As viewers might expect, sound design plays a crucial role in this film and the audio options ensure they’ll be immersed in subtle and not-so-subtle sounds from every direction. Both cuts feature an English DTS-HD Master Audio track in both 2.0 and 5.1 options. As expected, the multi-channel track offers a more discreet experience, spreading out the spooky sound design to fully envelope listeners. Thuds, knocks, voices, and footsteps creep from unexpected corners of the room, placing viewers right in the action and heightening the tension. The soundtrack goes a bit overboard on the jump scares stingers but since the whole point of this film is a couple being jolt scared over and over they seem fitting. Subtitles are included in English SDH.

Just as buyers should rightfully expect, Scream Factory has included all of the previous extra features found on Universal’s release and then some.

DISC ONE: Theatrical Cut

“The Element of Terror” – This is a routine EPK, filled with behind-the-scenes footage and interviews with the cast & crew.

“Strangers at the Door” – This piece covers the film’s initial concept and shows off some of the cast & crew working on set, with a few being interviewed, too.

A reel of deleted scenes, three TV spots, and a theatrical trailer, which is quite effective, can also be found on this disc.

DISC TWO: Unrated Cut

“Defining Moments – Interview with writer/director Bryan Bertino” – This is a newly recorded chat with the director, who discusses not only the making of the film but its legacy now that so much time has passed since release.

“All the Right Movies – Interview with actor Kip Weeks (Man in the Mask) – Here, the actor discusses how he got the role and what kind of direction was given to him for the character.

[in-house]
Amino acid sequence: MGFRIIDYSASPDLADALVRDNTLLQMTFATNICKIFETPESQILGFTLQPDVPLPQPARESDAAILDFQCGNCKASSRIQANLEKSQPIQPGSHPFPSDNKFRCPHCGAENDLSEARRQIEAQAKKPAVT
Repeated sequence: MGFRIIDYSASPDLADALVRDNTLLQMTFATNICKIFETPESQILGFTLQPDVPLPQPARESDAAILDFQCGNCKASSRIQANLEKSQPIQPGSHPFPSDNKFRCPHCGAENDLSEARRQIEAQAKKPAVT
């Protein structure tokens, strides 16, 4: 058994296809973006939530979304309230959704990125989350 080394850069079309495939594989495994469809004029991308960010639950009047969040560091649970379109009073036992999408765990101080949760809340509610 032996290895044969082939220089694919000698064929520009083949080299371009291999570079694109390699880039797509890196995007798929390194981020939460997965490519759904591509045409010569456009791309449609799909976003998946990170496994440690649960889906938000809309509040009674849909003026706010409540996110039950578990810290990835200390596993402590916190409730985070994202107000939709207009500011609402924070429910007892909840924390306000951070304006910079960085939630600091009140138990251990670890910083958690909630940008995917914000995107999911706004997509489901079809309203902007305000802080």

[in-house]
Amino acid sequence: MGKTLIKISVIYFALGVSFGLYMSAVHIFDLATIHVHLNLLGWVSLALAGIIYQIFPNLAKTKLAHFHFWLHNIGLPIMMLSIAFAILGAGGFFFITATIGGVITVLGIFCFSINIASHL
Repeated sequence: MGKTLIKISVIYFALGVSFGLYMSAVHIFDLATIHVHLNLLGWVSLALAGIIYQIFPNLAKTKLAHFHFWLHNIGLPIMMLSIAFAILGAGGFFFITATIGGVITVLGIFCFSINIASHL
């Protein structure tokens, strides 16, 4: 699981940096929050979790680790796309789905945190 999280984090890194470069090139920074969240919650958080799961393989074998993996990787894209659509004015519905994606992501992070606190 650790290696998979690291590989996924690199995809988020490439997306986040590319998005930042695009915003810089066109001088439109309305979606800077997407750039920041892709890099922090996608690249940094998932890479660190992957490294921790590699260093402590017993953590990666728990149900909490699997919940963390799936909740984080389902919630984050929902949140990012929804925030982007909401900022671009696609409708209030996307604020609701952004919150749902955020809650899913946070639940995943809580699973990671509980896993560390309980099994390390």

“Brains and Brawn – Interview with actress Laura Margolis (Pin-up Girl) – Just as with Kip Weeks, Margolis talks about playing such a quiet character as well as discussing some changes to the trio that were made during production.

“Deep Cuts – Interview with editor Kevin Greutert” – Learn about how the film took shape, the reasoning behind cuts and sequencing, and what changes were made right up until the theatrical release date.

A still gallery is also included.

The cover art is reversible and there is a slipcover included on first pressings featuring newly commissioned artwork.

Special Features:

  • NEW 2K REMASTER of the Theatrical Version of the film
  • NEW 2K REMASTER of the Unrated Version of the film
  • NEW Defining Moments – An Interview With Writer/Director Bryan Bertino
  • NEW All The Right Moves – An Interview With Actor Kip Weeks (Man In The Mask)
  • NEW Brains And Brawn – An Interview With Actress Laura Margolis (Pin Up Girl)
  • NEW Deep Cuts – An Interview With Editor Kevin Greutert
  • The Element of Terror – Interviews With The Cast And Crew
  • Strangers At The Door – Interviews With Writer/Director Bryan Bertino And The Cast
  • Deleted Scenes
  • TV Spots
  • The Strangers
  • Special Features
3.8

Summary

Still effective only with only a modicum of true stupidity, “The Strangers” might not be the classic it’s been called in more than a few recent retrospective pieces but it does occupy a cushy spot near the top of the contemporary home invasion film list. Scream Factory’s release offers up excellent A/V quality and all the bonus features anyone could want (barring an audio commentary).